Friday, July 02, 2010

Unintended Consequences in Aid to Haitian Woman

In February, NPR played a story about woman in Haiti, Yvrose Jean Baptiste, who basically loses her business in the earthquake. She desn’t know how she’ll go on, owes the bank $100 while selling chicken necks at the market for pennies. Then in a genuine act of kindness and humanity, NPR listeners flood her bank account with money . . . $3,860 (more than a few years’ wages).

Today, they followed up with her. She withdrew the money, put her four kids in school, bought a stand at the market and inventory. It dramatically changes her life for the better - you nearly expect Hollywood to start buying the movie rights . . . until her husband leaves her. He doesn’t know how to handle the shift in power in the marriage. Today she says she's happy but she doesn’t sleep well at night (still under a tent) fearing she will be robbed because she doesn’t have a husband to protect her.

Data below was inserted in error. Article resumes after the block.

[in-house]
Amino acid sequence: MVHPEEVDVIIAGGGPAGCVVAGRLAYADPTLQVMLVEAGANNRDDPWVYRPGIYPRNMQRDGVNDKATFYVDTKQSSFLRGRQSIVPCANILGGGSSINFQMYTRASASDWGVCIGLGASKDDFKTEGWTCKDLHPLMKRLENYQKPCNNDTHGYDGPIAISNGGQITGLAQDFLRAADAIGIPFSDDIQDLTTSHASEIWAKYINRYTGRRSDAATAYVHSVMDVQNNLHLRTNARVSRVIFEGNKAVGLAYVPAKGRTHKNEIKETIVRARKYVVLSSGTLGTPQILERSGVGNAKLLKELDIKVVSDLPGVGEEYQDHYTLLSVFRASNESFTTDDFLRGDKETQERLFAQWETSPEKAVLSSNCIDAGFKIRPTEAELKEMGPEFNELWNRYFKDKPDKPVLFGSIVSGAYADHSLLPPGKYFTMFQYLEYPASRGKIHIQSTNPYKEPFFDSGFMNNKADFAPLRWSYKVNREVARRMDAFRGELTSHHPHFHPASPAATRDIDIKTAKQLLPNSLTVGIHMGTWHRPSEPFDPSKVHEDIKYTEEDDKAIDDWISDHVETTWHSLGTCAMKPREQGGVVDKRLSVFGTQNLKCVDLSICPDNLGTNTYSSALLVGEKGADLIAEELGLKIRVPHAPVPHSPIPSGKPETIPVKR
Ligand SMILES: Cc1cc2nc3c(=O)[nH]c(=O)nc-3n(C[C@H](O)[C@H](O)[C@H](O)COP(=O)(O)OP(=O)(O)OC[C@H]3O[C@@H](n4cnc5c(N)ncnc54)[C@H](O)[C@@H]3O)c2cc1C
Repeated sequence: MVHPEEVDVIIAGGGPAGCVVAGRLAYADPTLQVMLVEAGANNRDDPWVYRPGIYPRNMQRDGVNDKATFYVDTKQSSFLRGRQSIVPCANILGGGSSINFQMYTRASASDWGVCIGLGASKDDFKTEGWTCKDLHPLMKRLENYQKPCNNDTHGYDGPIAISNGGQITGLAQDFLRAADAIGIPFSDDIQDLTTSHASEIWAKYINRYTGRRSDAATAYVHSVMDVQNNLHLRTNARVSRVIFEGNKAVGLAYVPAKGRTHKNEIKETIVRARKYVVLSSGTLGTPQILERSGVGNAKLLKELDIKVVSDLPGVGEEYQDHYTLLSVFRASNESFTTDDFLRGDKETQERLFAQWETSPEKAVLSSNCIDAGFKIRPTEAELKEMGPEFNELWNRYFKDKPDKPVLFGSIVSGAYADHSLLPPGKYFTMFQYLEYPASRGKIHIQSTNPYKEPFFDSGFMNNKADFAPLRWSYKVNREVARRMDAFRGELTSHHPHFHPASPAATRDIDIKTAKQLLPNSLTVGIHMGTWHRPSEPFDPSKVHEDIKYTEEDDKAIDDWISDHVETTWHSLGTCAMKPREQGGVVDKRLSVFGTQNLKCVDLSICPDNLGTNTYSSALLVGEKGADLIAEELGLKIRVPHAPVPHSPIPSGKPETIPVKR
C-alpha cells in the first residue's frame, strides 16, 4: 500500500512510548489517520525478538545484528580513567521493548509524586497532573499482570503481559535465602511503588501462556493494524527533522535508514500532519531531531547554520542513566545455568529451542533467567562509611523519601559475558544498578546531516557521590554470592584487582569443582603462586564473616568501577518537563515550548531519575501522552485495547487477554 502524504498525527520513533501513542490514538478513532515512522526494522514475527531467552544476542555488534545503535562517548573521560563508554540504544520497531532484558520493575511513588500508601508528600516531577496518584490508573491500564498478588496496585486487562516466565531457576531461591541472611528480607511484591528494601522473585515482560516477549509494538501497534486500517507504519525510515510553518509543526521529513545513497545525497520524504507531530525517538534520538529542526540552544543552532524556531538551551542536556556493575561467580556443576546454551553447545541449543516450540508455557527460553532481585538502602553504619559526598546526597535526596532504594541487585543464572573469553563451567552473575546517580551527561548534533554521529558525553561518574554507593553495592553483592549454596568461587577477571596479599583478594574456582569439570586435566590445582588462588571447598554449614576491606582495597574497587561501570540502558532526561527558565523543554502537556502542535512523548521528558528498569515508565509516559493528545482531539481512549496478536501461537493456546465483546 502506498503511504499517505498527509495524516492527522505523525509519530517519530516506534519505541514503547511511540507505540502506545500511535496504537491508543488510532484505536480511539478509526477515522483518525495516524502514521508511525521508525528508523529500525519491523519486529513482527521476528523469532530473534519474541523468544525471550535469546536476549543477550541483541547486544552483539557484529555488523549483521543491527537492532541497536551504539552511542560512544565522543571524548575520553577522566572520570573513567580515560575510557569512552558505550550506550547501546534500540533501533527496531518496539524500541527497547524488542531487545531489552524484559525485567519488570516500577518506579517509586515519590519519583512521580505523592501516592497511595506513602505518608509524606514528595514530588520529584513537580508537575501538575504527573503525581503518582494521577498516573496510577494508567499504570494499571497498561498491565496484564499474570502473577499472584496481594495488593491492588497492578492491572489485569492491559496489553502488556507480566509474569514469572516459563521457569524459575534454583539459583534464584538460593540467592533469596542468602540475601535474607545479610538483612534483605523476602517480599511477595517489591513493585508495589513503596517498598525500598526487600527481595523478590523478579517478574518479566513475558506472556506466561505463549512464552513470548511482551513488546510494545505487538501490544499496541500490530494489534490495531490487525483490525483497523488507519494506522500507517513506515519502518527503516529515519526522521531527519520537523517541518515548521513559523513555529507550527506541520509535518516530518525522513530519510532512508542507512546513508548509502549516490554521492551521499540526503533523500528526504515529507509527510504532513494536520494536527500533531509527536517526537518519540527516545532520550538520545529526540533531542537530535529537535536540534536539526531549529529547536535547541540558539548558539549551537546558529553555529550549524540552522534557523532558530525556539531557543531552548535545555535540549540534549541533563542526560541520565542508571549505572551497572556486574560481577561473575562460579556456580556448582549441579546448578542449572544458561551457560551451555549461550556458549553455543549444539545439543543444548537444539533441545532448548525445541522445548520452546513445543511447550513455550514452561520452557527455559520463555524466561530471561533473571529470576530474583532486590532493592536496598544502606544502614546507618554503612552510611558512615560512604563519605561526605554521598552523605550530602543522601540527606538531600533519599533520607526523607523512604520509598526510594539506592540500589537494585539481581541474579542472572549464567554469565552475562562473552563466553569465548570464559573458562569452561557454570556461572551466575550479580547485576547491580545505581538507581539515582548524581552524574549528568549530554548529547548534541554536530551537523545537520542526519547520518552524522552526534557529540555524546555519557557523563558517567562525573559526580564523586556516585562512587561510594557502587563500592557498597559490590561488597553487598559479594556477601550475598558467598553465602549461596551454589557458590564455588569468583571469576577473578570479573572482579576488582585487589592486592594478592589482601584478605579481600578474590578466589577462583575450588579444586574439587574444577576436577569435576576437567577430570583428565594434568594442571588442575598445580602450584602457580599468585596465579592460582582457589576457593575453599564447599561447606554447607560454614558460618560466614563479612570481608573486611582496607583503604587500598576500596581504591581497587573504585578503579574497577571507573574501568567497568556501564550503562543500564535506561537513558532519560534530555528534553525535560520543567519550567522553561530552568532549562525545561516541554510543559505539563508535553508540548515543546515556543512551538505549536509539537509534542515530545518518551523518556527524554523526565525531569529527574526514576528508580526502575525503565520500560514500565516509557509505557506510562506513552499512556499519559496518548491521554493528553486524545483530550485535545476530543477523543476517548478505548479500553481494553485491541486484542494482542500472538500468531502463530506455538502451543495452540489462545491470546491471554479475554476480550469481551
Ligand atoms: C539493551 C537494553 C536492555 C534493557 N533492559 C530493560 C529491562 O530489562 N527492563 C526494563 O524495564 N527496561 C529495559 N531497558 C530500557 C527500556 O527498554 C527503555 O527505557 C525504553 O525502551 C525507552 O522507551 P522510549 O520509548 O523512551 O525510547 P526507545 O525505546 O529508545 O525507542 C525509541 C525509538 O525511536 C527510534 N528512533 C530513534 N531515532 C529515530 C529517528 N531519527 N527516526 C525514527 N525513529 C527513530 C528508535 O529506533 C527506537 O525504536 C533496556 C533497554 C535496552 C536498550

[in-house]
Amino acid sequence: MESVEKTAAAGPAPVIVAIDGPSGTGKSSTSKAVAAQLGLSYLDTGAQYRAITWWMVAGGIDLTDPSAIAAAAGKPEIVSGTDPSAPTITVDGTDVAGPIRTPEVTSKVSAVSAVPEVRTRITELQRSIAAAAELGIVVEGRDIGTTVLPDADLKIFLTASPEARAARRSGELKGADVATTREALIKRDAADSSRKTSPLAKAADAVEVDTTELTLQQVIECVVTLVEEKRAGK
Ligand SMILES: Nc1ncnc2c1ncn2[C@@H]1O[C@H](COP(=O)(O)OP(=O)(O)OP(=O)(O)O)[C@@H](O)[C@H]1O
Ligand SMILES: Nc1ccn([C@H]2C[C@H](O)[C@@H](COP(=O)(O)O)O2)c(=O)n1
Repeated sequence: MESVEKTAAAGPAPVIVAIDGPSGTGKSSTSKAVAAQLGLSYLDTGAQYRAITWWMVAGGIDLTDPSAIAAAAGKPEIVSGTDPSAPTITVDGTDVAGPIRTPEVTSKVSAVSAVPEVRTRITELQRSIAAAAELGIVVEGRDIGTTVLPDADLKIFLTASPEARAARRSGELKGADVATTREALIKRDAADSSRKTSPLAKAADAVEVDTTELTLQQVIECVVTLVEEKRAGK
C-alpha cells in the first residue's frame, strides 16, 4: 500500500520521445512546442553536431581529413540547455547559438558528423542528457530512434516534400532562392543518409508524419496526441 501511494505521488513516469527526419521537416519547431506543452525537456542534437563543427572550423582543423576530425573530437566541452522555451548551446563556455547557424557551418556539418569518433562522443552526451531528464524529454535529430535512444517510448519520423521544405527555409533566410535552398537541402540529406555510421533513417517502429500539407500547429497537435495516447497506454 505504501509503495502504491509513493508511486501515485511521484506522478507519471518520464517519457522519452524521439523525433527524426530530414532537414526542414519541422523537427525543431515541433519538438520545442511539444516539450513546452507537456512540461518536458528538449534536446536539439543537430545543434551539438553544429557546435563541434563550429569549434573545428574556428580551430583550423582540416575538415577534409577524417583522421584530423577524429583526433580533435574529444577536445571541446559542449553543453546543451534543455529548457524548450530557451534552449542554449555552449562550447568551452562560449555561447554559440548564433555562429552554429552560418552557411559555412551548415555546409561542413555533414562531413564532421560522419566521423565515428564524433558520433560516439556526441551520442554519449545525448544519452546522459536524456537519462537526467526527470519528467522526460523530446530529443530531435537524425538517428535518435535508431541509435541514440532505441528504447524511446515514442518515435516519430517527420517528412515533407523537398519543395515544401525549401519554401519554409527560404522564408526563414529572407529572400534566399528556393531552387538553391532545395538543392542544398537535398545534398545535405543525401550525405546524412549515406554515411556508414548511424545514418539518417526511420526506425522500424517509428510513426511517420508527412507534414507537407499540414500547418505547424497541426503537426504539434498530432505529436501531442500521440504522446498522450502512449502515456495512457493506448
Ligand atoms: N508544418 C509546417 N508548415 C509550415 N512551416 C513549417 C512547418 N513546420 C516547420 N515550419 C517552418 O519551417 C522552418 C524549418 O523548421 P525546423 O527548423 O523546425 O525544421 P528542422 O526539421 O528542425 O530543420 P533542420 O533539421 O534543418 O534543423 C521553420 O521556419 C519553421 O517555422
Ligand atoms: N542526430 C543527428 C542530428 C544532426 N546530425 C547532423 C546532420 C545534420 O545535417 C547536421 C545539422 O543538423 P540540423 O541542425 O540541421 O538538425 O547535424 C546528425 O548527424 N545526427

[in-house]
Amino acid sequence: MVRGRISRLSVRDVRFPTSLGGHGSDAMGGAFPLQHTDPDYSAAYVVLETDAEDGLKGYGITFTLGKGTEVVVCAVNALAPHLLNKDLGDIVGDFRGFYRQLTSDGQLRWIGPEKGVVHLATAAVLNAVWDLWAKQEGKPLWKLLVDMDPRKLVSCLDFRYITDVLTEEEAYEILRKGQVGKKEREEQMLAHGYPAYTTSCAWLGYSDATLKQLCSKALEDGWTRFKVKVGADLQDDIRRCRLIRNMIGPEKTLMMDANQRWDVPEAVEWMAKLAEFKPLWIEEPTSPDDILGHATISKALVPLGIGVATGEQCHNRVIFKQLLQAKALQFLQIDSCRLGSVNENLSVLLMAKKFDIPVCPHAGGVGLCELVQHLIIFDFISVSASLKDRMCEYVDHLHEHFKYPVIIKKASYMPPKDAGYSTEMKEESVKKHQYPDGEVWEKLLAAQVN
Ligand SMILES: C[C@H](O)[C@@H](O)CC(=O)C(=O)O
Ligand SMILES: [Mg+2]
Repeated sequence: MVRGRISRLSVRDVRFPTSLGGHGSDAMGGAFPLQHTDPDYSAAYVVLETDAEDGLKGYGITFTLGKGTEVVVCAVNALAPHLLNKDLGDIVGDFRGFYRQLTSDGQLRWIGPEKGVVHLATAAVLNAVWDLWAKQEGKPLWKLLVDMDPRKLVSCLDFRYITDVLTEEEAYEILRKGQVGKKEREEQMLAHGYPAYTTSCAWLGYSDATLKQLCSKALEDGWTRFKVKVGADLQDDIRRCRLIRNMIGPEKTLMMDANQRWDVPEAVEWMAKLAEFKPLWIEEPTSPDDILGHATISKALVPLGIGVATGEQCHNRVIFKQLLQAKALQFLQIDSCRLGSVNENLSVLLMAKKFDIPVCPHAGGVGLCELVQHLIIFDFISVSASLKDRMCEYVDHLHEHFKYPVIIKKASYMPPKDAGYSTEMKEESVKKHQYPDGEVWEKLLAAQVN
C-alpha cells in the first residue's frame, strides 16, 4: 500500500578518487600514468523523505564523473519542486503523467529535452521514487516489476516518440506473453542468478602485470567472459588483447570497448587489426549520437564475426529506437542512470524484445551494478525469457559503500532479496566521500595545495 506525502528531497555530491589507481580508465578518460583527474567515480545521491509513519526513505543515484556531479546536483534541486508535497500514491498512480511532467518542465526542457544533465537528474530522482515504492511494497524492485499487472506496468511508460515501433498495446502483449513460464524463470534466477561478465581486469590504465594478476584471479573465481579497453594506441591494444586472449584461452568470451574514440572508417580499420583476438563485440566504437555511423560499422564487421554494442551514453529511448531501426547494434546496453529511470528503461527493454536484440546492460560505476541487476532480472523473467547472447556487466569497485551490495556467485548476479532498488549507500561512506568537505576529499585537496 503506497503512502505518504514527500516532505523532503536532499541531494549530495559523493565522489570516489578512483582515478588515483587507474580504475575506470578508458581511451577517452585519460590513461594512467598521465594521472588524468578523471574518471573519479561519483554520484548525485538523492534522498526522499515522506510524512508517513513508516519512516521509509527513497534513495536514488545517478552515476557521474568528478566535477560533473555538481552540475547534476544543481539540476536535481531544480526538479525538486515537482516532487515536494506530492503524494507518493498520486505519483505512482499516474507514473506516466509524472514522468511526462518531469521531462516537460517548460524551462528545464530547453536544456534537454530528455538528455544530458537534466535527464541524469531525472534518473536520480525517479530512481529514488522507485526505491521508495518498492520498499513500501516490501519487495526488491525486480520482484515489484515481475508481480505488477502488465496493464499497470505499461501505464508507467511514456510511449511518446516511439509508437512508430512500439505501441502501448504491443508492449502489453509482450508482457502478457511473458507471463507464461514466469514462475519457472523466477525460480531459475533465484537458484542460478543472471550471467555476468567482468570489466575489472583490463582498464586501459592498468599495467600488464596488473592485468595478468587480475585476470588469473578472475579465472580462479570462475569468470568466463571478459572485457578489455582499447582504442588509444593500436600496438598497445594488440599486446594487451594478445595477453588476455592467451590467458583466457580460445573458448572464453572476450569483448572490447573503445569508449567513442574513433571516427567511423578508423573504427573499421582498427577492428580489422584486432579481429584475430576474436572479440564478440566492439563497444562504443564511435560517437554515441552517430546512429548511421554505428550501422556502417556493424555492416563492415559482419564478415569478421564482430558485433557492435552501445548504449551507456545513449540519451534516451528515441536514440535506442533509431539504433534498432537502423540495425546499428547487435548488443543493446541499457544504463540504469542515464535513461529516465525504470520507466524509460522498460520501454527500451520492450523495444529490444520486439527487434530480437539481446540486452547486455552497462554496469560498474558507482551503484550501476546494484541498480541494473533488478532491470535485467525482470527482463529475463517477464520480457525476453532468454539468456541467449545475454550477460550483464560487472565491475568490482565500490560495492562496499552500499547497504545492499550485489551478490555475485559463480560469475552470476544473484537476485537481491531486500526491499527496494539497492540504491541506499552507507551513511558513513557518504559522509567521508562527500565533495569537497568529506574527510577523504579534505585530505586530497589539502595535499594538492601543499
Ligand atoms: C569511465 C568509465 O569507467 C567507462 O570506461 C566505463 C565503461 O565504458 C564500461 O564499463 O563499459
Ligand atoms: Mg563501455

Three lessons:

  • We all have the ability to radically change someone's life through mere generosity, but
  • Bailouts rarely work like we expect them to and
  • Money rarely solves problems we’ve yet to encounter.

Full story here:

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